At the end of 2019, there were just over 2,800 MW of operating solar in Texas. In the last two years, that figure has nearly tripled as nearly 5,000 MW of solar have been installed in the state since 2020. This recent ramp-up in solar interest is just the beginning. Over 43,000 MW of solar capacity are in development in Texas, nearly four times more capacity than the next-highest state of California. Multiple drivers are behind this aggressive pipeline, but analysis of the financial outlook for new solar projects in Texas, while adequate, is not proportionately favorable.
Wind taking backseat to solar
Texas has been the dominant market for renewables in the U.S. for over a decade. However, this has largely been driven by the enormous build-out of wind across the state as developers have taken advantage of strong winds; cheap, abundant land; and the federal production tax credit. The tide has shifted in recent years as the development pipeline in Texas now favors solar over wind by a 2.5:1 ratio. This is not due to state legislative drivers, which remain limited. Texas does have a renewable portfolio standard, but it is a capacity target requiring state energy providers to jointly procure 10,000 MW of renewable energy by 2025. This target was surpassed in 2011, yet development has remained aggressive.
The development queue for solar has swelled in recent years and is now putting Texas on track to be the leading market in the country. Declining costs of solar combined with a phasing out of the federal investment tax credit have prompted developers to rush to take advantage of a comparatively open market. In the early 2000s as wind generation quickly grew, so did grid congestion. As a result, curtailment rates rose. This was ameliorated by the Competitive Renewable Energy Zone, a $7 billion transmission upgrade. Due to the Texas grid's isolation and FERC's lack of jurisdiction in the Electric Reliability Council of Texas Inc., such transmission projects are easier to build as many federal hurdles can be avoided.
With installed wind in excess of 34,000 MW, developers turned their sights to solar, which many view as a natural complement. The lucrative market opportunities for wind and solar have also caught the eye of the corporate renewables market as Texas is a deregulated electricity market providing corporate off-takers such as Google and Amazon an easier path to contracting cheap power purchase agreements directly with developers. As of April, an estimated 13,000 MW of renewable capacity in Texas was contracted to corporate off-takers. One of the most noteworthy of these projects is the Samson Solar Energy project along with phases Samson Solar Energy II Project (Cunningham Solar 2), Samson Solar Energy III, Samson Solar IV Project and Samson Solar V Project which will be the largest solar energy facility in the country, at 1,310 MW, when completed in 2023. The project, developed by Invenergy LLC, has nine nonutility off-takers including AT&T Inc., Honda Motor Co., Ltd. McDonald's Corp. and Google LLC.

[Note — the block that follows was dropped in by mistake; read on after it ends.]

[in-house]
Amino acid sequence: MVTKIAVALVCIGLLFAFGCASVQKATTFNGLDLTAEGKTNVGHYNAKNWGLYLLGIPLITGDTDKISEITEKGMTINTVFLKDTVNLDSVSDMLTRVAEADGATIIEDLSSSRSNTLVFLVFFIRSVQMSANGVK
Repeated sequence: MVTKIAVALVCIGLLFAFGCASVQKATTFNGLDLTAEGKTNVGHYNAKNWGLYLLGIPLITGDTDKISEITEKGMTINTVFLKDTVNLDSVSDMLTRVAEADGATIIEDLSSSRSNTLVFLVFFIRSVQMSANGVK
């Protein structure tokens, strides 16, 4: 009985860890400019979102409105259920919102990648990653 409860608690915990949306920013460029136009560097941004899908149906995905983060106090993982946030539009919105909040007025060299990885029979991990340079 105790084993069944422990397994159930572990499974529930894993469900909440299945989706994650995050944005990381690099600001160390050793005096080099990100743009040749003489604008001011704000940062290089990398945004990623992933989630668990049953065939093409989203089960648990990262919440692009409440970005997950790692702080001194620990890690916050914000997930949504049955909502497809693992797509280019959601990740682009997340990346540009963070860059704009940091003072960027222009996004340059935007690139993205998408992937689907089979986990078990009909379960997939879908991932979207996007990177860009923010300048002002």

Declining REC prices lead to tighter returns
Texas has a renewable energy credit market, tracked by S&P Global Market Intelligence. Often viewed as a proxy for the volunteer REC market since energy providers in Texas no longer need to comply with an RPS mandate, Texas RECs have historically featured relatively low prices. Increasing interest from corporate off-takers, however, has driven an increase in prices over the past year, providing an additional revenue stream to drive development in the state. After 2023, merchant solar projects in Texas are forecast to meet their debt obligations but not much more. In 2022 and 2023, forecast REC prices in Texas exceed $7/MWh, making project revenues at least $13/MWh higher than the minimum debt requirement.
In 2024 and beyond, forecast REC prices plummet, tightening the margin for merchant solar farms in the state. 2024 also has the lowest energy revenue at $24.86/MWh, but this increases to $32.30/MWh by 2031, compared with the debt requirement of $25.01/MWh. The full equity return in 2022 is $42.13/MWh, increasing to $51.69/MWh by 2031. Since FERC does not have jurisdiction in ERCOT, there is no EQR data currently available for solar projects in Texas. However, current power purchase agreement indexes in ERCOT, according to analysis from LevelTen Energy Inc., have power purchase agreement prices around $27/MWh, reflecting slow increases over the past year.
While the longer-term outlook for solar in Texas is not quite as favorable as in other states, forecast revenues are sufficient for the profitability of new projects. Given the multitude of drivers in place that are making Texas such an appealing market for solar developers, sufficient revenue is enough.
Regulatory Research Associates is a group within S&P Global Market Intelligence.
Monesa Carpon, Kristin Larson and Ciaralou Palicpic contributed to this article.
This article was published by S&P Global Market Intelligence and not by S&P Global Ratings, which is a separately managed division of S&P Global.